It took us seven hours to drive what should have been a less than 2 hour trip on the Cabot trail. We were moving from the Cheticamp campground on the west coast to the Broad Cove Campground on the east coast of Cape Breton Highlands NP. But we kept stopping and exploring hiking trails.
We made multiple stops at lookouts and tried a few trails. As we approached French Mountain (455 m) we were able to look south along the coast and saw the Corney Brook Campground which is right on the beach of the Gulf of St. Lawrence. It’s a primitive campground with no reservations but an idyllic site.
Soon we pulled off to the Bog Trail. A short 1/2 mile trail through a large bog area with a boardwalk to protect the plants. There was an abundance of pitcher plants, Canadian burnet and cotton grass. Some golden heath. Away from the bog along the roadside there was lots of cichorieae.
Our next stop was the Fishing Cove overlook. One can walk five miles down to the cove where there was a former community of Scots who lived there making a living fishing — they even had a lobster factory. We didn’t.
Next walk was a mile round trip along the MacIntosh Brook to a lovely waterfall. Lots of young people climbing the falls. The highlight of the trip was not the waterfall, but the hardwood forest — mostly beech, birch, and maple. Many of the beech were affected by some sort of canker that made their bark very interesting. David has become obsessed with the different patterns he sees in the bark of the trees along our walking trails. His stopping for pictures makes us the slowest hikers on the trail.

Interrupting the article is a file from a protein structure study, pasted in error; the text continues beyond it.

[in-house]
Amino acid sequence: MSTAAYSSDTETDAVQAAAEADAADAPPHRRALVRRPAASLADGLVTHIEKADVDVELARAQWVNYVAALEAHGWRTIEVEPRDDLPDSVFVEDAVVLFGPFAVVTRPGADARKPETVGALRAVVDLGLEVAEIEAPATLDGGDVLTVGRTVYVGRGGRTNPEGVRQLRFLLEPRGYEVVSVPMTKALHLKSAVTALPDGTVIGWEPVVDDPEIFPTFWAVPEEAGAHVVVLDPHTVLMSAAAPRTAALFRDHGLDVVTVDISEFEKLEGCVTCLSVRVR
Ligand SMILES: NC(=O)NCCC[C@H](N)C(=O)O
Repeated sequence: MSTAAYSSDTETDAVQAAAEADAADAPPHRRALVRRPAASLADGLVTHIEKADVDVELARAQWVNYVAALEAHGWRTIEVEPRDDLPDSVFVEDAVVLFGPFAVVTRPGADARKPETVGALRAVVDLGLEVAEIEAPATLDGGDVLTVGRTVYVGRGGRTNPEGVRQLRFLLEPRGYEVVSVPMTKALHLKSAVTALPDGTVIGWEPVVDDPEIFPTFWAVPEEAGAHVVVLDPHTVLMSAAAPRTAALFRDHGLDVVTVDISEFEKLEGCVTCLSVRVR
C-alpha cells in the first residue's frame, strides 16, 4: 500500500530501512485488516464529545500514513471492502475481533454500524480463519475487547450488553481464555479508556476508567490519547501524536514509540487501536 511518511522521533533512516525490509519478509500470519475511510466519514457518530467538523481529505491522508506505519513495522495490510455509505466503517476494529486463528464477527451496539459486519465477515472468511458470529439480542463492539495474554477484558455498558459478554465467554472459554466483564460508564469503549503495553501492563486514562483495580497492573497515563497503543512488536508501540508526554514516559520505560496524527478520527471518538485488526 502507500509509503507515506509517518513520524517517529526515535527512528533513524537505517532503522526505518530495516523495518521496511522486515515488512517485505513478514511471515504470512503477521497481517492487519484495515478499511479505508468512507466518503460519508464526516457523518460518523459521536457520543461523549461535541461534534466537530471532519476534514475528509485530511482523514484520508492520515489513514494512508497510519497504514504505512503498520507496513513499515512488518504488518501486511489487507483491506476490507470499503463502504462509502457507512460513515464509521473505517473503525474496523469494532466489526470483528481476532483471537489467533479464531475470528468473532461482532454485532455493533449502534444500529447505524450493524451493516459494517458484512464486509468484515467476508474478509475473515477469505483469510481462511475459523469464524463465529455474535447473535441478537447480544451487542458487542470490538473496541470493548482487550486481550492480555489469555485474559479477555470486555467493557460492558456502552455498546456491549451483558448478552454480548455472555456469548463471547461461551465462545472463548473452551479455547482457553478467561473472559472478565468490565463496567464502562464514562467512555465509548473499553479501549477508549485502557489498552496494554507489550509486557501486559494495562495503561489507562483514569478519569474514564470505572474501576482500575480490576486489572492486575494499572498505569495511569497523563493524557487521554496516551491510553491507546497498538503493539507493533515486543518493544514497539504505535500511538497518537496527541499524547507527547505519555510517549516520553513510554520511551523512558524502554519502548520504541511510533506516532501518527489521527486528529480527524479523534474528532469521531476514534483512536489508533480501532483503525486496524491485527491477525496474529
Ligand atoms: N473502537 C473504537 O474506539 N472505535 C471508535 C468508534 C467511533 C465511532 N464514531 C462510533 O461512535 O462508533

It was just a short drive to the Lone Shieling trail. A shieling is a Scottish crofters home. In 1934 1000 acres of land was donated by an immigrant from the Isle of Skye to the Canadian government with the agreement that the maple trees on the land would be preserved and a model of a Scottish Farm home would be built. In 1936 this land became part of the newly established Cape Breton Highlands NP. 80% of Nova Scotia’s old-growth trees are located in the valley — we were walking through just a small part of it. The rest of it is a protected area with no hiking or camping permitted. The sugar maples are reported to be 350 years old. The undergrowth is mostly small maple seedlings waiting for the larger ones to die so they will get more light and can prosper.
The road began to climb (12% grade) until we were atop the Highland plateau. We could look down into the Mackenzie River. At the very top of the plateau the land looks like Alaskan tundra with stunted spruce — no more hardwoods. From there we began our descent (13%). Nearer to sea level we stopped at the Cabot Trail Food Market. We needed a half-gallon of milk and figured they would carry it, but were totally surprised by all that they carried. It was part grocery, part liquor store, part hardware store. Since it’s the only store for miles around, it makes sense. And, the prices weren’t bad either.
As we turned south along the Atlantic coast of Cape Breton we began to have ocean views reminiscent of Maine. Tomorrow we will explore the coast some more.
We drove a few miles past our campground to stop at Rod’s Fish and Lobster market, but found it closed for the season. We headed back to the FreshMart and asked about fish. The owner said there really isn’t any place to buy fish in Ingonish. A bit surprising as the ocean is right there. We will have to look into this a little further.
We checked into Broad Cove CG. Our site for tonight is at the end of a row with views of the trees. Unfortunately, the sites are lined up parking lot style. An older section of the CG, where there is no electric, is much more inviting with sites in among the trees.